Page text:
"It's tough to look good when you get shut down like this," Torre said. "I think there is a great deal of frustration. They sort of let frustration take over instead of fighting for nine innings, and that is certainly something that shouldn't be."
The Dodgers actually are having a huge impact on the division race, but it isn't the impact they wanted to have. Every series they play against an NL West opponent seems to vault that opponent back into first place.
With two outs, a man on second and the Dodgers leading 1-0 in the top of the third, David Eckstein hit a broken-bat grounder to short. Rafael Furcal went to his right to get it, planted and then bounced his throw to first, where James Loney couldn't handle it. As the runner on second, Chase Headley rounded third, Loney ran down the loose ball and made an ill-advised throw to the plate, which bounced past catcher A.J. Ellis for another error.
Tejada followed with a two-run homer off Lilly (8-12). All three runs were earned because Eckstein was awarded a hit -- Furcal was charged with an error on the throw, but only because it allowed Headley to score -- but if Furcal makes a clean throw to first, he still might have gotten the speedy Eckstein by a step.
By the way, Lilly has now given up eight home runs in 27 1/3 innings over his past five starts, during which he has four losses and a no-decision. In his first five starts for the Dodgers, all victories, he gave up four home runs in 34 1/3 innings.
Rookie reliever Kenley Jansen, who has an outside shot at the closer's job next season, continues to shine. Although he plunked Ryan Ludwick, that proved harmless in an otherwise uneventful top of the eighth inning in which Jansen retired three of the four batters he faced.
Jansen has now given up one hit over his past seven innings spanning six appearances, and he hasn't given up a run in his past eight innings spanning seven appearances.
Jansen, who didn't convert from catching to pitching until last summer, wasn't added to the 40-man roster until last winter and wasn't called up until July 23, shaved his already-microscopic ERA to 0.79. He has given up two runs in 22 2/3 innings.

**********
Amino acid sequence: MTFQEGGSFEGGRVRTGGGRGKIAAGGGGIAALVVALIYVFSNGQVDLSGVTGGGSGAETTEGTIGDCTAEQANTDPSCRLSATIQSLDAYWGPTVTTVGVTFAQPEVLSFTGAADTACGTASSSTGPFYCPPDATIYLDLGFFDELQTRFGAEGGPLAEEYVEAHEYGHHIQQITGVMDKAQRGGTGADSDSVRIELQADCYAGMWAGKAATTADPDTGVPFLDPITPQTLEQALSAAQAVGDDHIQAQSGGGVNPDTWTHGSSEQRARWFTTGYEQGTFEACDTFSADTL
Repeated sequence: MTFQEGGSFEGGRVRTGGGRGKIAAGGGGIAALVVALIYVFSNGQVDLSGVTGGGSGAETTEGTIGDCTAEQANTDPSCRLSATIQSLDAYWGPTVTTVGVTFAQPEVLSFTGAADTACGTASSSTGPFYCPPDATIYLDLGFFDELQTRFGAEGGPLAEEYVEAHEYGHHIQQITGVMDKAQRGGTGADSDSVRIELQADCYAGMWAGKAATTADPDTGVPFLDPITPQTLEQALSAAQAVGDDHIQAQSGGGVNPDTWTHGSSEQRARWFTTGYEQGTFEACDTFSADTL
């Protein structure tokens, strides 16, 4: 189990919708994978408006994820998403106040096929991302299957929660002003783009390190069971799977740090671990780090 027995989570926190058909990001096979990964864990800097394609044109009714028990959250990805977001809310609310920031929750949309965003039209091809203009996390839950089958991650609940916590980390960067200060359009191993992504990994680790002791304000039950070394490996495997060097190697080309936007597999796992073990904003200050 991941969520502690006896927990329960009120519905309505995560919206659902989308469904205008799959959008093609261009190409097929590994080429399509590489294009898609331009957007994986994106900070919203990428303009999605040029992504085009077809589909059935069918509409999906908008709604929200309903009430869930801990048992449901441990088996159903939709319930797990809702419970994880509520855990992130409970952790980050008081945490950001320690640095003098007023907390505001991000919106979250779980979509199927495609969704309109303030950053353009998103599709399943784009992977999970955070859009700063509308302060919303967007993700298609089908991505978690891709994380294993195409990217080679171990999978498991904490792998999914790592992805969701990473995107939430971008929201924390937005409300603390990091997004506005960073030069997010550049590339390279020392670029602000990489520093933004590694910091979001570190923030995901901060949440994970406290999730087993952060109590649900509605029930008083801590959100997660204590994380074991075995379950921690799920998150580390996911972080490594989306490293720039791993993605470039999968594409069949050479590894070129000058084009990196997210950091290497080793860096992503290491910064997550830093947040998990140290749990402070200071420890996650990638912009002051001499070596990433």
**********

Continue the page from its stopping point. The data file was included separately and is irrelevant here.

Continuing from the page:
By the numbers
37 -- holds this season for Padres reliever Luke Gregerson, a major league record for a single season. Gregerson, who came on to start the seventh inning and retired three consecutive Dodgers batters, broke the previous record of 36 shared by former Padres reliever Scott Linebrink in 2006 and former New York Yankees reliever Tom Gordon in 2004.
Quote of the day
"It's something you have to just do. You can't ask him. He will say he's OK because he feels like the club needs him, and they do. But he needs to be in better shape physically, and the only way to do that is to rest him." -- Torre, offering advice through the media to incoming manager Don Mattingly on how to handle third baseman Casey Blake, who is 37 and whose offensive dropoff this season Torre blamed on the fact that he didn't rest Blake as often as he originally had planned to.
Dodgers right-hander Hiroki Kuroda (10-13, 3.36) has posted a second-half ERA of 2.71, more than a run better than his first-half figure of 3.87. That could have something to do with the fact his strikeouts-to-walks ratio has risen dramatically since the All-Star break, from 2.8 in the first half to 3.9 in the second half. Padres right-hander Mat Latos (14-7, 2.84) has given up 13 runs over his past two starts after giving up a total of 16 runs over his previous 15 starts dating to June 10.
Tony Jackson covers the Dodgers for ESPNLosAngeles.com. Follow him on Twitter.
Quit might be too strong a word, but the Dodgers certainly seem listless.